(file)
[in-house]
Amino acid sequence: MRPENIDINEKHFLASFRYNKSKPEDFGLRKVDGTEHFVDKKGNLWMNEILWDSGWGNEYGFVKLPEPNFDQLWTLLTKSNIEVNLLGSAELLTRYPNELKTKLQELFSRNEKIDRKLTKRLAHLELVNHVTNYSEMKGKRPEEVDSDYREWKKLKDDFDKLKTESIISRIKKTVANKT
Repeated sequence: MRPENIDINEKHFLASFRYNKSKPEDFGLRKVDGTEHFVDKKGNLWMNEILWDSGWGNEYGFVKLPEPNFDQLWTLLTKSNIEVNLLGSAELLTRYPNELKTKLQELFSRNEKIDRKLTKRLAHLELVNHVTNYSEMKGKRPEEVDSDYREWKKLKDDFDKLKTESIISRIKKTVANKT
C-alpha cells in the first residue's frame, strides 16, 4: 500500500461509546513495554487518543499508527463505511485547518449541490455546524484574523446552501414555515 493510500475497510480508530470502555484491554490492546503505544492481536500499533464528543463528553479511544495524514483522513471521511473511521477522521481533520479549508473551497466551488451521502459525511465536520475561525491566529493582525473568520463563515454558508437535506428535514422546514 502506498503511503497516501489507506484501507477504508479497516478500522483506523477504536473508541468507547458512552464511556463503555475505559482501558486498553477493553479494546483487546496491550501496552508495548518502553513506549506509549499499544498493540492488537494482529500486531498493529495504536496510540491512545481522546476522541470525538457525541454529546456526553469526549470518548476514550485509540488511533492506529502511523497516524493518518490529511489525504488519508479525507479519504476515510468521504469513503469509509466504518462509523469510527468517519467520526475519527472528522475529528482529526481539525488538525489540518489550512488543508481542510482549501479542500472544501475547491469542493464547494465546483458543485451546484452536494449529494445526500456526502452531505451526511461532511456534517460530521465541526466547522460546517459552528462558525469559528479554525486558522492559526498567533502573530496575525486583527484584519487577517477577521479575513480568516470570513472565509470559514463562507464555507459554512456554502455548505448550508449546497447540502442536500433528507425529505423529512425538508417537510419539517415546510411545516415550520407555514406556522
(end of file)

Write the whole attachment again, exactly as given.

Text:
[in-house]
Amino acid sequence: MRPENIDINEKHFLASFRYNKSKPEDFGLRKVDGTEHFVDKKGNLWMNEILWDSGWGNEYGFVKLPEPNFDQLWTLLTKSNIEVNLLGSAELLTRYPNELKTKLQELFSRNEKIDRKLTKRLAHLELVNHVTNYSEMKGKRPEEVDSDYREWKKLKDDFDKLKTESIISRIKKTVANKT
Repeated sequence: MRPENIDINEKHFLASFRYNKSKPEDFGLRKVDGTEHFVDKKGNLWMNEILWDSGWGNEYGFVKLPEPNFDQLWTLLTKSNIEVNLLGSAELLTRYPNELKTKLQELFSRNEKIDRKLTKRLAHLELVNHVTNYSEMKGKRPEEVDSDYREWKKLKDDFDKLKTESIISRIKKTVANKT
C-alpha cells in the first residue's frame, strides 16, 4: 500500500461509546513495554487518543499508527463505511485547518449541490455546524484574523446552501414555515 493510500475497510480508530470502555484491554490492546503505544492481536500499533464528543463528553479511544495524514483522513471521511473511521477522521481533520479549508473551497466551488451521502459525511465536520475561525491566529493582525473568520463563515454558508437535506428535514422546514 502506498503511503497516501489507506484501507477504508479497516478500522483506523477504536473508541468507547458512552464511556463503555475505559482501558486498553477493553479494546483487546496491550501496552508495548518502553513506549506509549499499544498493540492488537494482529500486531498493529495504536496510540491512545481522546476522541470525538457525541454529546456526553469526549470518548476514550485509540488511533492506529502511523497516524493518518490529511489525504488519508479525507479519504476515510468521504469513503469509509466504518462509523469510527468517519467520526475519527472528522475529528482529526481539525488538525489540518489550512488543508481542510482549501479542500472544501475547491469542493464547494465546483458543485451546484452536494449529494445526500456526502452531505451526511461532511456534517460530521465541526466547522460546517459552528462558525469559528479554525486558522492559526498567533502573530496575525486583527484584519487577517477577521479575513480568516470570513472565509470559514463562507464555507459554512456554502455548505448550508449546497447540502442536500433528507425529505423529512425538508417537510419539517415546510411545516415550520407555514406556522